It is an important part of a student’s academic life in the sense that it gives real life exposure to the kind of work one will be called upon to shoulder in future. Considering that there are varied kinds of jobs that are available to a law student upon graduation, internships give an opportunity to get a taste of everything and decide on one or two areas on which he/she could focus. It also gives a chance to leave your mark in an office where you would later like to bag a pre-placement offer. Even though your first few internships may appear highly challenging as you are yet to fully learn theoretical aspects of the law, you will gather a great deal of knowledge after working with these offices.

I tried to keep my basket of internships diverse by picking from NGOs, independent litigating offices, in-house legal team of corporate houses and law firms. I distinctly remember, my social issues have been very dear to me from my early school/ college days, and this interest took me to an NGO called ‘Solidarity for Developing Communities’ and a State Human Rights Commission during the first two internships in my 1st  year of Law School. My experience in these two offices further heightened my interest in human rights issues, so much so that it has become an integral part of me today. By this time I had fully realized the benefits of internships. So when I went for internship assignments to the Essar Group, Mulla & Mulla, Craigie Blunt and Caroe, and the senior advocate of Jharkhand High Court, Mr. Anil Kumar, I was determined to make the most of it. The nature of the legal issues I encountered during my internship was diverse, as were their benefits. My internship stints ended with Amarchand Mangaldas and Phoenix Legal.


Do you think that Moot Courts are an essential component for the overall development of a law student? Tell us about your experience.

It is an elaborate rehearsal a law student undertakes, as it accurately reflects the rest of their lives as lawyers and litigators. The very fact that these involve facing rival teams and competitors, both at the national and international level, serves as motivation for every student to put their best foot forward. Ultimately each of these extracurricular activities i.e. participating in moot court competitions, writing research papers, internships, etc. go a long way in shaping you as a lawyer, pushing your name a few notches up during placements and enhancing your chances in getting admission in top law schools.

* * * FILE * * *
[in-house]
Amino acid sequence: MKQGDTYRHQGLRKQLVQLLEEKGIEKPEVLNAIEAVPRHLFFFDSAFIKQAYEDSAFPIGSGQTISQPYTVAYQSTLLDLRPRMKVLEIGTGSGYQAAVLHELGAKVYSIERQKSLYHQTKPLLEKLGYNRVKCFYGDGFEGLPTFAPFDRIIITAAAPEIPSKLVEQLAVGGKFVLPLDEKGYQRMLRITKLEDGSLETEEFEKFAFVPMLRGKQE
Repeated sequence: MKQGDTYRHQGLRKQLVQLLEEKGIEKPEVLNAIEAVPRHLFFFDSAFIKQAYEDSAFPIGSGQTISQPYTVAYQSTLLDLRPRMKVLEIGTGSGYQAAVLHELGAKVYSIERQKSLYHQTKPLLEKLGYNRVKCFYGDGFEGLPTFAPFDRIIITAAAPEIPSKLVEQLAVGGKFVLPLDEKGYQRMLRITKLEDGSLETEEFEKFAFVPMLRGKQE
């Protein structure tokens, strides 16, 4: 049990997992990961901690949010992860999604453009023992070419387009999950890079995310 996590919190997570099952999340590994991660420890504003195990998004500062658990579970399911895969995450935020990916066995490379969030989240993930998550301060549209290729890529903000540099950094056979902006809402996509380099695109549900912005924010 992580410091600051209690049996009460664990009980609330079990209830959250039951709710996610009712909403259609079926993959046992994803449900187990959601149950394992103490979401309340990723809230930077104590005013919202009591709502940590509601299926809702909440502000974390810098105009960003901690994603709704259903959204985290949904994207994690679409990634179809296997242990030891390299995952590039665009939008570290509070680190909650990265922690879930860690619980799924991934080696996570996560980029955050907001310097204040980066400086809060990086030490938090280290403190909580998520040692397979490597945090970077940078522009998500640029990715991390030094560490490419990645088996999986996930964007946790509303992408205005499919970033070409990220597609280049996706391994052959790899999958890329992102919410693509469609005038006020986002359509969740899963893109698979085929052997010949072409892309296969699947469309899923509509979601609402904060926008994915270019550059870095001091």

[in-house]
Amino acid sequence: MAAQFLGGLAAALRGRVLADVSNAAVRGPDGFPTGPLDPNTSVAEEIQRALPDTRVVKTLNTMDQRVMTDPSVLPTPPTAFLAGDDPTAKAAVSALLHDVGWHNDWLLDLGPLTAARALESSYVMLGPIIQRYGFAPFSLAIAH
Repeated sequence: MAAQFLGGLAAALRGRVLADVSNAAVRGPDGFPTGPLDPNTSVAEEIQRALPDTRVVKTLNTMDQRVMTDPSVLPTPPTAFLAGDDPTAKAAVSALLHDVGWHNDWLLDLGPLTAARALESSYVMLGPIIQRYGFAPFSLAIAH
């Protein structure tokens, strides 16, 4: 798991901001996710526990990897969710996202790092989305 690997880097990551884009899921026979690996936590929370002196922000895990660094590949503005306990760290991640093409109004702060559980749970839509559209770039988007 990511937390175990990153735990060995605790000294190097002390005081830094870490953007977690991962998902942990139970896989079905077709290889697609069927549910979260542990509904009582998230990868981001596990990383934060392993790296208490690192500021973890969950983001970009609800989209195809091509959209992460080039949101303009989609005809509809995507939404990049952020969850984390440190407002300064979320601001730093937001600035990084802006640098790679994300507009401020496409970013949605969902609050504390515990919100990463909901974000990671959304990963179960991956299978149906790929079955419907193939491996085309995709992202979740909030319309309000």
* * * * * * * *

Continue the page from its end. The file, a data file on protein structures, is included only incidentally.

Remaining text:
One must remember that applications received by law offices, corporate houses or top law schools are filled with students who have managed decent grades in their respective universities. Participation in extracurricular activities makes all the difference in getting your dream job!

These competitions gave me the opportunity to work with my fellow participants, prepare our case to the best of our abilities, and compete with some of the brightest minds from the legal fraternity. The crowning glory was getting to attend the William C. Vis International Commercial Arbitration Moot Court competition in Vienna in my 4th year of law school. The whole experience was a turning point in my life as a student of law. Getting the opportunity to participate in such a prestigious affair was a very uplifting moment.

Do you feel that academic excellence is essential to be successful in life?

The question is too general in nature to beg a straightforward, universal answer. If we are to understand the meaning of ‘success’ in a knowledge economy, as identified with the successes of only the reasonably, moderately educated people, not to speak of the highly educated, talented people with high academic credentials, the importance of education or academic excellence can never be underestimated. The contemporary economic and social conditions acknowledge and respect academically bright people. However, we also know of innumerable successful people who have failed miserably in their initial years of work. The list is endless with celebrated names like Thomas Edison, Albert Einstein, Van Gogh, J.K. Rowling, Oprah Winfrey and the like. However one thing common to all of them is that they were persistent. It is not a shortcoming on their part, it is the world that takes time to identify geniuses.


You have taken ACCA examinations at the Association of Chartered Certified Accountants, United Kingdom. Tell us about your experience.